The laparoscope trocar and sleeve are inserted through the umbilicus incision in a twisting corkscrew technique that involves pushing the trocar down to the rectus fascia; with a short twisting corkscrew motion, the trocar is pushed through the rectus fascia while pulling up on the towel clips for countertraction. By using the short thrust and corkscrew motions, the surgeon advances the instrument progressively through the rectus fascia, avoiding a sudden thrust that might slip and contact the intra-abdominal or retroperitoneal organs.

The trocar is removed from the sleeve, the gas hose is connected to the gas port on the trocar, and the laparoscope is advanced down the trocar sleeve into the pelvis. The angle of the insertion of the laparoscope through the sleeve and through the abdominal wall should be approximately 15-20° to the plane of the patient and not at 90° angle, to avoid touching the lens against the surface of the bowel and the omentum. Such contact produces a pink or yellow blur instead of the recognizable abdominal structures. By holding the laparoscope in the right hand and moving the left hand between the patient's legs and grasping the Jacobs tenaculum and Rubin cannula, the uterus can be manipulated to either side or in the anterior-posterior plane for maximum visualization of all the internal genitalia.

By depressing the Rubin cannula and Jacobs tenaculum, the surgeon can move the uterus into an anteflex position, thereby making the cul-de-sac, broad ligament, tubes, and ovaries visible. When maximum visualization of the structures is achieved, a nurse or assistant holds the Rubin cannula and Jacobs tenaculum in the desired position while the laparoscopist moves his left  hand up to support the operating laparoscope and his right hand to perform the surgery (obviously, the reverse is true for those surgeons who are left-handed).

Multi-incision Technique

Multi-incision laparoscopy is useful in most advanced surgical techniques. These cases include egg retrieval for in vitro fertilization, ovarian biopsy, extensive lysis of adhesions, extensive fulguration of endometriosis, the occasional removal of an intraperitoneal foreign body, laparoscopy-assisted vaginal hysterectomy, and resection of ectopic pregnancy.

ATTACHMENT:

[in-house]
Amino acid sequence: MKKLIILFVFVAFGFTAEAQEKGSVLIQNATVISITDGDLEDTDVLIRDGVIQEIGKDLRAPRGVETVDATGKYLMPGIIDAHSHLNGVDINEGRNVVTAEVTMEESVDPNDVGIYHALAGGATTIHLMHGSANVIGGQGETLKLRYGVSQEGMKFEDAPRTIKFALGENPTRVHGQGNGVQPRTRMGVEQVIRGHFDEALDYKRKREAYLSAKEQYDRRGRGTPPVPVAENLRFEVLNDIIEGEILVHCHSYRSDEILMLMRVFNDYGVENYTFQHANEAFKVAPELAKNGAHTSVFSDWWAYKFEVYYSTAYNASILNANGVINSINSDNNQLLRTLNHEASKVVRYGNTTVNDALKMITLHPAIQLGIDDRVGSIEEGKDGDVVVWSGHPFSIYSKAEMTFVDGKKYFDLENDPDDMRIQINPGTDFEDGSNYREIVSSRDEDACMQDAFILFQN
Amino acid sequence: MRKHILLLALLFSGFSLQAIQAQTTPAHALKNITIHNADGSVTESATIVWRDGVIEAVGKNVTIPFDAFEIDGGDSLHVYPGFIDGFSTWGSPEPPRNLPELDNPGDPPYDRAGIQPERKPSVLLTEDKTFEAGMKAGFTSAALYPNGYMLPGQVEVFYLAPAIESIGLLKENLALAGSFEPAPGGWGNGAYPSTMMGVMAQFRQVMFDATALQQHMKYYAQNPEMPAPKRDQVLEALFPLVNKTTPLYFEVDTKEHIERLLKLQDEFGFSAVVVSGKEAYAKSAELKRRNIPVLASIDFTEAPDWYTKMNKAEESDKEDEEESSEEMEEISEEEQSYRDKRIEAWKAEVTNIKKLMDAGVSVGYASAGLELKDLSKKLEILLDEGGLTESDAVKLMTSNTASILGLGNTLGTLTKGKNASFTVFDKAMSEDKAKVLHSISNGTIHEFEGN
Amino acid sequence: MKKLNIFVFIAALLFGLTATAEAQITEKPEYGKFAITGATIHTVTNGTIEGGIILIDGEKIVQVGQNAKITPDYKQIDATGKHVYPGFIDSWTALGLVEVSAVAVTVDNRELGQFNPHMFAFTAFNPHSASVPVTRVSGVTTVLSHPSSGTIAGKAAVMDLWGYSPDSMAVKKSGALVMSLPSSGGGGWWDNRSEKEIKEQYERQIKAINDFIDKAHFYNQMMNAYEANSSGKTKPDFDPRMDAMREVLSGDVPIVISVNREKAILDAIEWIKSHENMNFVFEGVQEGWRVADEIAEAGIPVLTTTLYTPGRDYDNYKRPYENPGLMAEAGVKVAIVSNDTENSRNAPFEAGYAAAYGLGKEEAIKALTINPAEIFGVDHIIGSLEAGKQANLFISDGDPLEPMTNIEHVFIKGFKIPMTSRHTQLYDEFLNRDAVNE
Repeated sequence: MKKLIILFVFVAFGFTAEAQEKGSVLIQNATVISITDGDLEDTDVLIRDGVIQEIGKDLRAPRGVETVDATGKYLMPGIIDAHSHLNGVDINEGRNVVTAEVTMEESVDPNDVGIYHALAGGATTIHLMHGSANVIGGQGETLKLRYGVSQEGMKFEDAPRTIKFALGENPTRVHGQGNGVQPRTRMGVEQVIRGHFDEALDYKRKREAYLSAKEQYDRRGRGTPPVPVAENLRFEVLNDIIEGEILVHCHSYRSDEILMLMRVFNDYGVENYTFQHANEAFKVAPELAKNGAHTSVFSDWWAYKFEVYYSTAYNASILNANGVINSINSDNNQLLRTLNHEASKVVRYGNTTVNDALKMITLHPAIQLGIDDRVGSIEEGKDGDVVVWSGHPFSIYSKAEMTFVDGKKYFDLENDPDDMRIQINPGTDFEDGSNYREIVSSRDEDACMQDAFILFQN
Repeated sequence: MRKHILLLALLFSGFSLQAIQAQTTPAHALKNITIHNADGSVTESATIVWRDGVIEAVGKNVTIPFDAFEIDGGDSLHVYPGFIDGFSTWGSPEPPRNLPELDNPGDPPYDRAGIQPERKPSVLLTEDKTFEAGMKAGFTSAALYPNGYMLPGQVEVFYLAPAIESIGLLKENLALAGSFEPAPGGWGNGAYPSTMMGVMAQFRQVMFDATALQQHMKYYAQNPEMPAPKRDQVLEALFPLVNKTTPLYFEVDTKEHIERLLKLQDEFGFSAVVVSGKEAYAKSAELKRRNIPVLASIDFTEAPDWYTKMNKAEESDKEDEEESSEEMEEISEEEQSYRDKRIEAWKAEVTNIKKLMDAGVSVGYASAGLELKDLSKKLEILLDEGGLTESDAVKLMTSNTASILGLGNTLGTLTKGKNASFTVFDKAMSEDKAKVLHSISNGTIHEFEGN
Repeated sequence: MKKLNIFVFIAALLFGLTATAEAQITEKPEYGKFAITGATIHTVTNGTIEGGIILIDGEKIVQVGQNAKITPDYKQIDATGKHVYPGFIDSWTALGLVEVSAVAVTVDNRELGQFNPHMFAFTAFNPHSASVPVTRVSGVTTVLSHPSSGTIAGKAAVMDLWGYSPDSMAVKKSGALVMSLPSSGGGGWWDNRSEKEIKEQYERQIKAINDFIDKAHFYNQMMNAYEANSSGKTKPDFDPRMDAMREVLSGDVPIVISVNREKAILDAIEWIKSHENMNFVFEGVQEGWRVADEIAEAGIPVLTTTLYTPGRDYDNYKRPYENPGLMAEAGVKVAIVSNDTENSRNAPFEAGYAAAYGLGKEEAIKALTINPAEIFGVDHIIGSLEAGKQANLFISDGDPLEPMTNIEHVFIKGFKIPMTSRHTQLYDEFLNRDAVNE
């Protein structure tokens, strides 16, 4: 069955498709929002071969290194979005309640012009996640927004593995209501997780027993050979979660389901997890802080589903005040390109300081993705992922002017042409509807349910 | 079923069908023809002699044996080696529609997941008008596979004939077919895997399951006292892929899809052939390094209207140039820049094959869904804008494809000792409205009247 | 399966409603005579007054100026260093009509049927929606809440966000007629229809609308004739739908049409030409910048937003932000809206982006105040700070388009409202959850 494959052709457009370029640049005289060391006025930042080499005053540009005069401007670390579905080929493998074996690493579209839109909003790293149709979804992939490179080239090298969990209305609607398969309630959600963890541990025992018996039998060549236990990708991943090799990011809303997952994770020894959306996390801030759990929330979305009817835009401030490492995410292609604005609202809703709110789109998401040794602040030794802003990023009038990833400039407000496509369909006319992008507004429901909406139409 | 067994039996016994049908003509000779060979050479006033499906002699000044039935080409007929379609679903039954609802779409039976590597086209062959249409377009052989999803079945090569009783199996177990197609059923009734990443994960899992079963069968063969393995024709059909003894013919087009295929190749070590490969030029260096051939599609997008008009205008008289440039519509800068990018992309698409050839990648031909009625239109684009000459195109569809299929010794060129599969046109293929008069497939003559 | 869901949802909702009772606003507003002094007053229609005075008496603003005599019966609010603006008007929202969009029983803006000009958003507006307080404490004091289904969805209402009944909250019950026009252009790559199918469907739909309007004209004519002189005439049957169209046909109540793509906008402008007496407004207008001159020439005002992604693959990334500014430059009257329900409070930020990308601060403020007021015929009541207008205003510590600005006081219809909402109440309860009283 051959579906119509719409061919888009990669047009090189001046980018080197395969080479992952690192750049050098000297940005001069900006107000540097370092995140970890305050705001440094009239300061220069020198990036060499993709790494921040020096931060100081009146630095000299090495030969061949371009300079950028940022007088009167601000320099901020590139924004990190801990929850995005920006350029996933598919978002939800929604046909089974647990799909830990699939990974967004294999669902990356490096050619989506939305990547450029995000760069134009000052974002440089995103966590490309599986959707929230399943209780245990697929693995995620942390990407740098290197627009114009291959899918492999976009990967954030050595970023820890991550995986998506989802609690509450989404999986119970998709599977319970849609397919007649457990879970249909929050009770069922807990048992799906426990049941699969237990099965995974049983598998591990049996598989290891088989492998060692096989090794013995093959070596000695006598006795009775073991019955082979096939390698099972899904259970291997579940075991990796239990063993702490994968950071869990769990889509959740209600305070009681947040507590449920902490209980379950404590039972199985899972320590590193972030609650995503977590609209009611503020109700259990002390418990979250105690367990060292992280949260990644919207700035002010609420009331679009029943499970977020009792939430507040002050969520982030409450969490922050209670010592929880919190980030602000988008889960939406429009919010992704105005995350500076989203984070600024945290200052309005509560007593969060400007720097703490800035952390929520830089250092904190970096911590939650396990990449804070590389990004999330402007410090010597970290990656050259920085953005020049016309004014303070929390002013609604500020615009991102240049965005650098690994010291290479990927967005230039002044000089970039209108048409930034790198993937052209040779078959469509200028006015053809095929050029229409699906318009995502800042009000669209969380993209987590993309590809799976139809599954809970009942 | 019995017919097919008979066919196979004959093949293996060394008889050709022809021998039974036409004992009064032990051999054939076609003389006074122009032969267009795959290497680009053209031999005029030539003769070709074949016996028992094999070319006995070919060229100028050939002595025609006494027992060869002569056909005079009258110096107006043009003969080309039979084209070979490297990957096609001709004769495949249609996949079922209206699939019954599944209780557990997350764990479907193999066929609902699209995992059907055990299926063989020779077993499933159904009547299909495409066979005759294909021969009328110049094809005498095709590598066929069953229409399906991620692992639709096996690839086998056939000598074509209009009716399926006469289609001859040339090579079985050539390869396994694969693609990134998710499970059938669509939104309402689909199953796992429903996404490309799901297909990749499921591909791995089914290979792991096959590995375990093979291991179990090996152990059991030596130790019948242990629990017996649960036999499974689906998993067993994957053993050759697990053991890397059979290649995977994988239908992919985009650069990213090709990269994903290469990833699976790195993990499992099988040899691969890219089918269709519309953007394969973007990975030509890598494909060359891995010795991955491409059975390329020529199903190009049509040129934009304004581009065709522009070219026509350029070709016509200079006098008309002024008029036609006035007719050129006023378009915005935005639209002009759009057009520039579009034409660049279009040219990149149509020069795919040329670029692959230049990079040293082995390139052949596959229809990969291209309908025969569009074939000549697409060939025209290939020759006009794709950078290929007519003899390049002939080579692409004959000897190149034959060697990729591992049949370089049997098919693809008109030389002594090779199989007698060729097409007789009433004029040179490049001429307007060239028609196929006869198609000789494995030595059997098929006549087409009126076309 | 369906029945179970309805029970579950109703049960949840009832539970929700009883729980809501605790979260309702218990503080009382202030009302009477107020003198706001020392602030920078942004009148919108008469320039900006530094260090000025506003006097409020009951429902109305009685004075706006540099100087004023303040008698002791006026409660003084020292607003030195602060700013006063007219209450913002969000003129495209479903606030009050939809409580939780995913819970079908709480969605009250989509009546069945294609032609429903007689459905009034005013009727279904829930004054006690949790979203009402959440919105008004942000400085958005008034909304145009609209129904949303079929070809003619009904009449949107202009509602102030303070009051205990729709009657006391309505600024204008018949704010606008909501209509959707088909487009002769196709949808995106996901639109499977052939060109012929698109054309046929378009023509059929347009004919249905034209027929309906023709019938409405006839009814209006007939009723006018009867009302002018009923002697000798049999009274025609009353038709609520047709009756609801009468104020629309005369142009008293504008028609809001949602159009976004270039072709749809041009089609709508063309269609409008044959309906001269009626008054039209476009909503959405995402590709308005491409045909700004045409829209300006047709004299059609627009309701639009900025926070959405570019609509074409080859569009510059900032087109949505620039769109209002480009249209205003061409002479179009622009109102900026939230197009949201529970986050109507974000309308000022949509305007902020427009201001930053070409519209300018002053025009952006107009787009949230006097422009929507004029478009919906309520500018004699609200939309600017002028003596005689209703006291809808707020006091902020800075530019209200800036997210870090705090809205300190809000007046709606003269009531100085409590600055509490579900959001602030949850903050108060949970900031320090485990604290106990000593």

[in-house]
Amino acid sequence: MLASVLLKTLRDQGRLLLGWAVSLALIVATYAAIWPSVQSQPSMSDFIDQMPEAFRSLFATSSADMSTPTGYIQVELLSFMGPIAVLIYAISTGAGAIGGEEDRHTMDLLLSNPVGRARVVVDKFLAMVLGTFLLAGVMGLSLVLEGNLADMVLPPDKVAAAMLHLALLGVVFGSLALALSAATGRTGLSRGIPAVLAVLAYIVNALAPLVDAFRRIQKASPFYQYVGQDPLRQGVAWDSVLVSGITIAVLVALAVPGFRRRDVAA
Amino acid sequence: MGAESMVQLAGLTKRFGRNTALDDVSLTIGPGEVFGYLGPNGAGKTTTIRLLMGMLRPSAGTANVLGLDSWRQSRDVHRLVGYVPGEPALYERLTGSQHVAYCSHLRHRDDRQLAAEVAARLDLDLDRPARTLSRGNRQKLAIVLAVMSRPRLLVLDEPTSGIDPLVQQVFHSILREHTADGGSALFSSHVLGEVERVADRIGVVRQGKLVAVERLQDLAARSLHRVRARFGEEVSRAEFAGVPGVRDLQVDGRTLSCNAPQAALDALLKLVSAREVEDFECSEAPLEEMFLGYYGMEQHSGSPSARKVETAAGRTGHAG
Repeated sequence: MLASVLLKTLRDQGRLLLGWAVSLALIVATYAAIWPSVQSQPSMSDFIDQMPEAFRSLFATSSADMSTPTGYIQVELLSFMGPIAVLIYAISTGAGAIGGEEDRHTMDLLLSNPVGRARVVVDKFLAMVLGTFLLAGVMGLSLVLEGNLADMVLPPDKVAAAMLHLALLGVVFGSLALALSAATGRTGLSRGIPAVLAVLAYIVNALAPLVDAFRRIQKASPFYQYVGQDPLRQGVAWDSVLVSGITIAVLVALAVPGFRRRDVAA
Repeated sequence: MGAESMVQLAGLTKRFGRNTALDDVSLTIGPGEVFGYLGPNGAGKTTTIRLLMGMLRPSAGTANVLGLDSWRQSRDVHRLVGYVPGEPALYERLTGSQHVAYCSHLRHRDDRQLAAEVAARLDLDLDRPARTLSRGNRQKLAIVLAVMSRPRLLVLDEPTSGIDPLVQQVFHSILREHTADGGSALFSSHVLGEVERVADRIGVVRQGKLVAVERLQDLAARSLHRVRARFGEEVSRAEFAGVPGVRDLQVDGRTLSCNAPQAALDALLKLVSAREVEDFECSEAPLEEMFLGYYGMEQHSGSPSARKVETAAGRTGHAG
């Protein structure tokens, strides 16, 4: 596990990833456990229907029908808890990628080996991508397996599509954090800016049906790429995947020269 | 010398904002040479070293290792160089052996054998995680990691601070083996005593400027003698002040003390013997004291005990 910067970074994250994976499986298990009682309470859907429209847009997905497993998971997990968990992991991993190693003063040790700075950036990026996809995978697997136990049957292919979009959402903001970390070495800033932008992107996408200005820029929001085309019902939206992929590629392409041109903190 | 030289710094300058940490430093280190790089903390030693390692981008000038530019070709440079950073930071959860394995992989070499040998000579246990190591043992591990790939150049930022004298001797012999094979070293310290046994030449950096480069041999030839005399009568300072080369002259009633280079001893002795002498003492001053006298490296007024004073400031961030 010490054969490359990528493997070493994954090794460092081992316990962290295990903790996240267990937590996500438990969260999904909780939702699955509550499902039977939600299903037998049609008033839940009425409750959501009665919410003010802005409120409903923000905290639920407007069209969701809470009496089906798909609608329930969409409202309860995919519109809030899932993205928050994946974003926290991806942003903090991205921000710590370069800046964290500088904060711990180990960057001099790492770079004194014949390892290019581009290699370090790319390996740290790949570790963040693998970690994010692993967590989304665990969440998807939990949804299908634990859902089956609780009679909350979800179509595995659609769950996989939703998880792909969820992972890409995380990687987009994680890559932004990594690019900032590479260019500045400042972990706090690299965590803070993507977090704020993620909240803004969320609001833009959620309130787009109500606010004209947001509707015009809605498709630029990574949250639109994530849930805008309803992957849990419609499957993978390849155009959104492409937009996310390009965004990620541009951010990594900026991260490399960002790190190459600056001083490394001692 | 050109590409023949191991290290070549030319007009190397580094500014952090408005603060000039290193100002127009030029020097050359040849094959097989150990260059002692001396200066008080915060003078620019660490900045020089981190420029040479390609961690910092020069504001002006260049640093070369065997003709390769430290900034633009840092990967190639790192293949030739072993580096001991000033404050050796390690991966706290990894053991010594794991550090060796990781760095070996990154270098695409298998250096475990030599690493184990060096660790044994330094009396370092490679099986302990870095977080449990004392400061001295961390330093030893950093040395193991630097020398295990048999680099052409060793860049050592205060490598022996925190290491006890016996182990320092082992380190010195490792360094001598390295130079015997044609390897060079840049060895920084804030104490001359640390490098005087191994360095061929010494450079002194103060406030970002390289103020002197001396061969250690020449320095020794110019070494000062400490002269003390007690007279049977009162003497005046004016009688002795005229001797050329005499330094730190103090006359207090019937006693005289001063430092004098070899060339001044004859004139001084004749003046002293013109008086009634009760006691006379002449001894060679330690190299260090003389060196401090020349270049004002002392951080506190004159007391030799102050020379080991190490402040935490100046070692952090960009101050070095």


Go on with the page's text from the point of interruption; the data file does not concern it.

The first step in the insertion of a second instrument is to transilluminate the lower abdominal wall and select an avascular site for the incision of the second-incision trocar. We prefer the left and right lower quadrants where it is more advantageous to have the second-incision instrument at a right angle to the first-incision observation instrument. In all cases, however, an avascular area of the lower abdomen should be selected with special care to avoid the inferior epigastric artery and vein lateral to the rectus muscle.

A 6-mm incision is made over the avascular area down to the fascia, and the fascia is lightly incised with the scalpel.

The second-incision trocar and sleeve are held in a dagger fashion with the thumb on top of the trocar and the fingers wrapped around the trocar sleeve.

The second-incision trocar and sleeve are inserted through the second-incision down to the fascia. At this point, the surgeon looks through the laparoscope or the attached video screen and slowly advances the second-incision instrument until it has perforated the peritoneum. Occasionally, it may be helpful to use the first-incision instrument as a source of countertraction by using it to elevate the anterior abdominal wall against the area where the second-incision trocar and sleeve are penetrating the peritoneum.

The second-incision trocar is withdrawn from the second-incision sleeve and is now ready to receive operative instruments.

The Rubin cannula and Jacobs tenaculum are held by a nurse or assistant in the most advantageous position. The surgeon holds the laparoscope with his left hand and the second-incision instrument with his right hand. Note, that as shown, an operating laparoscope is used for the first incision. This allows a second instrument to be inserted into the abdominal cavity to facilitate the desired surgery without a second incision. The ovary or Fallopian tube can be stabilized for biopsy or lysing peritubal adhesions.

Copyright - all rights reserved / Clifford R. Wheeless, Jr., M.D. and Marcella L. Roenneburg, M.D.
All contents of this web site are copywrite protected.